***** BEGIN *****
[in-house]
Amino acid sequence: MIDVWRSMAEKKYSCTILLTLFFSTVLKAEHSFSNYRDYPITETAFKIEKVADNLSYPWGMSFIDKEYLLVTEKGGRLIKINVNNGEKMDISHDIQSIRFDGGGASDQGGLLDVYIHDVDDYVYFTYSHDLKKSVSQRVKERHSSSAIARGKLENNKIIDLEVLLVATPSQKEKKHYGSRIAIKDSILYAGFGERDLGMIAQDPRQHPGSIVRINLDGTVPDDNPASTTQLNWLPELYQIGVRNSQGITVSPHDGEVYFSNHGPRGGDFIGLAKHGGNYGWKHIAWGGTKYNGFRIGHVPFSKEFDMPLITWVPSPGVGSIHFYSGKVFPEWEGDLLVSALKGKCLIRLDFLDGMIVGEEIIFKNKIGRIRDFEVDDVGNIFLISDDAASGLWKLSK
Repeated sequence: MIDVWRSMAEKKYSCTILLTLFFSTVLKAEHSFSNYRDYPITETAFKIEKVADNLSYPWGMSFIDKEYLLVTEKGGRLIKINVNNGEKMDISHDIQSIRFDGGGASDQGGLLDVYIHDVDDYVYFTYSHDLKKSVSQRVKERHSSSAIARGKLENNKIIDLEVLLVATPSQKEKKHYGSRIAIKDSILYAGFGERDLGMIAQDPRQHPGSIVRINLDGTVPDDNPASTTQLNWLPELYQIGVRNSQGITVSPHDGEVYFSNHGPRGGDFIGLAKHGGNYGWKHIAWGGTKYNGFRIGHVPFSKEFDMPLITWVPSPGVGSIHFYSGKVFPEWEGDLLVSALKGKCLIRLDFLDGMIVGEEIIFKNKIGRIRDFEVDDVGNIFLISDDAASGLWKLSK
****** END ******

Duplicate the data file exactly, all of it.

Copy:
[in-house]
Amino acid sequence: MIDVWRSMAEKKYSCTILLTLFFSTVLKAEHSFSNYRDYPITETAFKIEKVADNLSYPWGMSFIDKEYLLVTEKGGRLIKINVNNGEKMDISHDIQSIRFDGGGASDQGGLLDVYIHDVDDYVYFTYSHDLKKSVSQRVKERHSSSAIARGKLENNKIIDLEVLLVATPSQKEKKHYGSRIAIKDSILYAGFGERDLGMIAQDPRQHPGSIVRINLDGTVPDDNPASTTQLNWLPELYQIGVRNSQGITVSPHDGEVYFSNHGPRGGDFIGLAKHGGNYGWKHIAWGGTKYNGFRIGHVPFSKEFDMPLITWVPSPGVGSIHFYSGKVFPEWEGDLLVSALKGKCLIRLDFLDGMIVGEEIIFKNKIGRIRDFEVDDVGNIFLISDDAASGLWKLSK
Repeated sequence: MIDVWRSMAEKKYSCTILLTLFFSTVLKAEHSFSNYRDYPITETAFKIEKVADNLSYPWGMSFIDKEYLLVTEKGGRLIKINVNNGEKMDISHDIQSIRFDGGGASDQGGLLDVYIHDVDDYVYFTYSHDLKKSVSQRVKERHSSSAIARGKLENNKIIDLEVLLVATPSQKEKKHYGSRIAIKDSILYAGFGERDLGMIAQDPRQHPGSIVRINLDGTVPDDNPASTTQLNWLPELYQIGVRNSQGITVSPHDGEVYFSNHGPRGGDFIGLAKHGGNYGWKHIAWGGTKYNGFRIGHVPFSKEFDMPLITWVPSPGVGSIHFYSGKVFPEWEGDLLVSALKGKCLIRLDFLDGMIVGEEIIFKNKIGRIRDFEVDDVGNIFLISDDAASGLWKLSK